Real-time information and forecasting of pest and disease development. By Engela Duvenage.
Information gathered daily on farms can be fed into effective modelling programmes to take precision farming to a next level. Modelling can help producers time disease and pest control programmes better, and determine the best times for fruit thinning. So said Dr Gideon van Zyl of the agricultural consultancy firm ProCrop. He was presenting on behalf of his colleague, Bekker Wessels.
Van Zyl was referring to the cloud-based interactive decision support system RIMpro. RIMpro is used by fruit producers worldwide. It is based on simulation models developed and tested globally. It uses localised weather forecasts to simulate how specific diseases or pests might spread within a matter of hours or days.
RIMpro uses data gathered from a virtual weather station based on a predetermined location, and not real data from the weather stations on a specific farm. ProCrop has found that the virtual weather data correlates very well with real-time weather data.
ProCrop has been evaluating RIMpro’s performance on the farms of 27 clients for the past three years. Van Zyl described their results in the context of codling moth, apple scab and fruit thinning.
RIMpro’s codling moth model was validated by Bekker Wessels of ProCrop by comparing real-time events with RIMpro forecasts. RIMpro’s model forecasts when the first female flights are expected, when eggs will be laid and when larvae will start moving.
RIMpro’s codling moth model takes into account how much heat insects accumulate over a 24-hour period, as well as fluctuations in day length. These environmental variables stimulate pupation of overwintering larvae and the onset of the first moth flight of the season. Once this so-called biofix is set, the model forecasts mating, egg-laying, egg hatch and subsequent instar development.
This information is critical in timing first-generation sprays, planning spray intervals and deciding when it is safe to stop applications under low infestation pressure.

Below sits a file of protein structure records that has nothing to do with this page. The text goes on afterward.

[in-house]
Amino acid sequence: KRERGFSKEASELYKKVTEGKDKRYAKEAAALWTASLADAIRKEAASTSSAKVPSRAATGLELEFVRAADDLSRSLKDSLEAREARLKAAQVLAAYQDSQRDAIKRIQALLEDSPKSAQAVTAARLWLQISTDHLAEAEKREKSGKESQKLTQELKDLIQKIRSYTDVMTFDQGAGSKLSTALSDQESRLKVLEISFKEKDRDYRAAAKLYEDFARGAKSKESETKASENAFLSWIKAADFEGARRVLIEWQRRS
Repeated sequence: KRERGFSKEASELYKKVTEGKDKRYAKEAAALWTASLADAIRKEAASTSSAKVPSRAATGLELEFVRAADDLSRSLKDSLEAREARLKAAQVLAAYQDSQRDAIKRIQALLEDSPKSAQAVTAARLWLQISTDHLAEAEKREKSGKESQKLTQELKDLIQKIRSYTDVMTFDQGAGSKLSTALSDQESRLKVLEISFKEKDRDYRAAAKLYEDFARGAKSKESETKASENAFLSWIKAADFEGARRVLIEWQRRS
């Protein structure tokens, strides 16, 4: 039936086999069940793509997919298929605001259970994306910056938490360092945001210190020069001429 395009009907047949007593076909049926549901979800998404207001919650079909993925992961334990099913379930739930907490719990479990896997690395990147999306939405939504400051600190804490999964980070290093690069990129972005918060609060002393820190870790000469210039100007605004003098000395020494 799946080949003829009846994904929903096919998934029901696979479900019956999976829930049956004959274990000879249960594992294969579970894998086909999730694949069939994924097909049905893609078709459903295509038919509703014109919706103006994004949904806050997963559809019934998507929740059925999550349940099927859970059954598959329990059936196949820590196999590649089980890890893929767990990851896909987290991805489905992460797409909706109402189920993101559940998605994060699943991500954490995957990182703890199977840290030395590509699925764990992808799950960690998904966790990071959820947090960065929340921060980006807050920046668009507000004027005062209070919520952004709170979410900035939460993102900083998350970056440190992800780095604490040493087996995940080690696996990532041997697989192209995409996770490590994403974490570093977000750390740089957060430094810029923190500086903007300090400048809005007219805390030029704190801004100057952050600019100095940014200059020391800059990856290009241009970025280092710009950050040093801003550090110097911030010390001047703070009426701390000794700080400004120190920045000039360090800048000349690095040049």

“By knowing what’s going on at a specific time in an insect’s life cycle, we know when to react, and how to react. This saves money and increases the efficacy of spray programmes,” Van Zyl explained.
Older models for modelling scab epidemiology base disease forecast only on climatological parameters and ontogenic resistance of fruit to scab infection. For primary scab infections, the RIMpro model incorporates the maturation of ascospores — overwintering spores — as well as the quantity of spores to be released during an infection event.
This allows for a much more accurate measure of the severity of infection events and better guidance on the aggression of fungicide intervention needed to prevent lesion development.
Van Zyl believes that RIMpro could help producers better plan their apple scab spray programmes.
Validation of the apple scab module is being done by ProCrop in conjunction with Prof. Adéle McLeod of the Department of Plant Pathology at Stellenbosch University. The project is funded by Hortgro Pome.
RIMpro’s fruit thinning model uses temperature and radiation data to simulate the carbohydrate metabolism of trees.
According to Van Zyl, the limited contribution of photosynthesis to carbohydrate accumulation during and shortly after flowering can easily result in trees with a negative carbohydrate balance during cloudy weather at relatively high temperatures, because respiration exceeds photosynthesis. The indiscriminate use of chemical thinning products during such periods could result in overthinning and therefore crop loss.
The RIMpro fruit thinning model indicates the occurrence of such periods and helps growers time thinning events and choose products according to prevailing climatic conditions.
Van Zyl singled out the RIMpro codling moth, apple scab, apple powdery mildew and thinning models as especially relevant to South African apple producers. He believes that many other RIMpro models show promise for local use.